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Sacredgrooves

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  • Location
    USA
  • Occupation
    Inspector

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  1. I stopped bringing computers/handhelds etc to inspections and just take all my notes on a digital voice recorder. I do the whole report from the comfort of my couch now instead of using realtors/clients time by typing partial or full reports at the inspection. Either way beats the old method of handwriting reports on site though lol. I could not live without my recorder nowadays lol.
  2. switched to electronically delivered summaries a couple years back, and finally got rid of the carbon copy reports last year. all pdf now, and loving it!
  3. 90% of our inspections come from realtors that use us more or less exclusively. We simply weed out the agents with less than favorable ethics. The successful agents tend to want the best for the client as opposed to worrying about making their commission. They realize money comes from good service, which is exactly what we provide. We keep everything very black and white. I dont care how miniscule the problem is; our objective is to tell the client every issue with the home, and to cover our backsides. If that pisses an agent off, well then they dont need to call us again. The most successful agents I know are just as eager to find out what is wrong with the house as we are. They dont want their name in the mud for selling a shoddy house to someone. for the record, we are far from alarmists. We deal in the reality that basically anything can be fixed and usually problems are not as severe as they sound.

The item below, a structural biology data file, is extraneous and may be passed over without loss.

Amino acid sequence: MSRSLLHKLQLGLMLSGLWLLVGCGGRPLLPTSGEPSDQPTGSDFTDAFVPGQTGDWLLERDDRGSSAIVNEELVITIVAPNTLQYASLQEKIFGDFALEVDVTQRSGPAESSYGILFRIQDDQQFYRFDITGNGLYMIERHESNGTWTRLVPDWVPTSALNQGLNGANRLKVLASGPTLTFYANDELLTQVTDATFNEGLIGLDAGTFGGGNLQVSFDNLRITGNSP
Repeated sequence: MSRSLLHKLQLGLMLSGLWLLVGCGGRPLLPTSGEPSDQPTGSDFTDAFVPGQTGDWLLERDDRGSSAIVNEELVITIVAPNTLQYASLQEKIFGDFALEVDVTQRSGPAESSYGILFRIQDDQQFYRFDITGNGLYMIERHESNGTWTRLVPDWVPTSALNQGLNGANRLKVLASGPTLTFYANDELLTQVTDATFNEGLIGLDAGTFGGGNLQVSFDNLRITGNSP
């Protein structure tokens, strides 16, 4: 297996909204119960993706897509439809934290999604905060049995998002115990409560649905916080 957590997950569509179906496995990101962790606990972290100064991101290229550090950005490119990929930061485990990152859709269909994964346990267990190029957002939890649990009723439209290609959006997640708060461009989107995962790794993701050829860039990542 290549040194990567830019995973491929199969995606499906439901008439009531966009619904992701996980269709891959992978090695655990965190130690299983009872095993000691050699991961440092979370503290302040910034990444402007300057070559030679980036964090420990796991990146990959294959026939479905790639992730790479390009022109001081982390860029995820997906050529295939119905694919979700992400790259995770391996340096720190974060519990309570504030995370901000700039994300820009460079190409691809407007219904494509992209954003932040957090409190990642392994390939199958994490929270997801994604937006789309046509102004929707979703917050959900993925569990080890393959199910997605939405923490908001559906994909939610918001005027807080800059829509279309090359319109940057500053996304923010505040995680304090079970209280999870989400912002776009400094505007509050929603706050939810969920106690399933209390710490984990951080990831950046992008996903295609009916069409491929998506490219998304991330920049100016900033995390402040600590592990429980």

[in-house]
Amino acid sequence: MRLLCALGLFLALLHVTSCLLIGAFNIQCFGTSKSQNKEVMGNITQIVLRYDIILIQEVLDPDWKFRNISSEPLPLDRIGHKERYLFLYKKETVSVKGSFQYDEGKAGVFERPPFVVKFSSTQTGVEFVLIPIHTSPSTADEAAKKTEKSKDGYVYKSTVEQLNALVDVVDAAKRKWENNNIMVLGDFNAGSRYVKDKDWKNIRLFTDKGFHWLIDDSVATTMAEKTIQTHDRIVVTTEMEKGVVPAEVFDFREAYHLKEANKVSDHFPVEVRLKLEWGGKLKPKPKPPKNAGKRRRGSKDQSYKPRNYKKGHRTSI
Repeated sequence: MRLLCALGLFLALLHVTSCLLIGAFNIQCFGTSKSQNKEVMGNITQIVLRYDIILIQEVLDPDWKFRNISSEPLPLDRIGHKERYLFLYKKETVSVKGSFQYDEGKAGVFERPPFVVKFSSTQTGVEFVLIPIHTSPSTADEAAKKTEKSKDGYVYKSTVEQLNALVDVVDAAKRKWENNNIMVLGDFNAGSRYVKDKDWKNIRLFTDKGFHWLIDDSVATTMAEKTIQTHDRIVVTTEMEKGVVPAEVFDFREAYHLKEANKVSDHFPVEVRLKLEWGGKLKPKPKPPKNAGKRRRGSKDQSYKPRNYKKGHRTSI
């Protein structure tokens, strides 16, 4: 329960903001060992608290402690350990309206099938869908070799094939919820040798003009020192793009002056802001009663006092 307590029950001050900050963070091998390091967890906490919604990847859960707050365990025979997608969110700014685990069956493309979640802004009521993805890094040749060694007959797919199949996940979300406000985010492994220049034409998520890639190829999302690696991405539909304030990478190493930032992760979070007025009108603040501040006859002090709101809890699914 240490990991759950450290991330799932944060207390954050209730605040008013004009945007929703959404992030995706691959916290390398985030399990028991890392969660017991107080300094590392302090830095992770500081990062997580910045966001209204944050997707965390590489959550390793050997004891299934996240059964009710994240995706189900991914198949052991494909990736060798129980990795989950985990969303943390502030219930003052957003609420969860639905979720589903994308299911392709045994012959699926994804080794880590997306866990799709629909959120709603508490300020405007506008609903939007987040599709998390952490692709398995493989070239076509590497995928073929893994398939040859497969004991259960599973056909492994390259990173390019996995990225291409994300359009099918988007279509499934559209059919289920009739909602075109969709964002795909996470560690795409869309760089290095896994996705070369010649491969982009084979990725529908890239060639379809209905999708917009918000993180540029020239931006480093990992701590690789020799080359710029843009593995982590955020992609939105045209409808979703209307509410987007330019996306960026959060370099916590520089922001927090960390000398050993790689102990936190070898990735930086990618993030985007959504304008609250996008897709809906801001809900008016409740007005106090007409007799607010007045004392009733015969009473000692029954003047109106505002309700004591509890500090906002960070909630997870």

4. we finally talked my grandfather(owner of the company) into dropping the $15,000...yes you read it right, in yellow page ads. He had used them since the early 80's and had to come to grips with the fact that very few people use them nowadays. My mother, who runs the admin, tracked them all year to show that we received exactly ZERO clients from the YP out of the 1200 inspections we performed. we pay nothing for marketing now, and really have no need. It al comes with longevity and performing above expectation on a consistent basis. The 15k we saved will probably go towards paying health insurance, paid vacation time etc. for us. some free advertising that has worked is getting recommended on "angies list". we now have 4 reviews there and have picked up some additional inspections as a result. My mother does a wonderful job of tracking where the stray clients(not recommended by an agent) come from.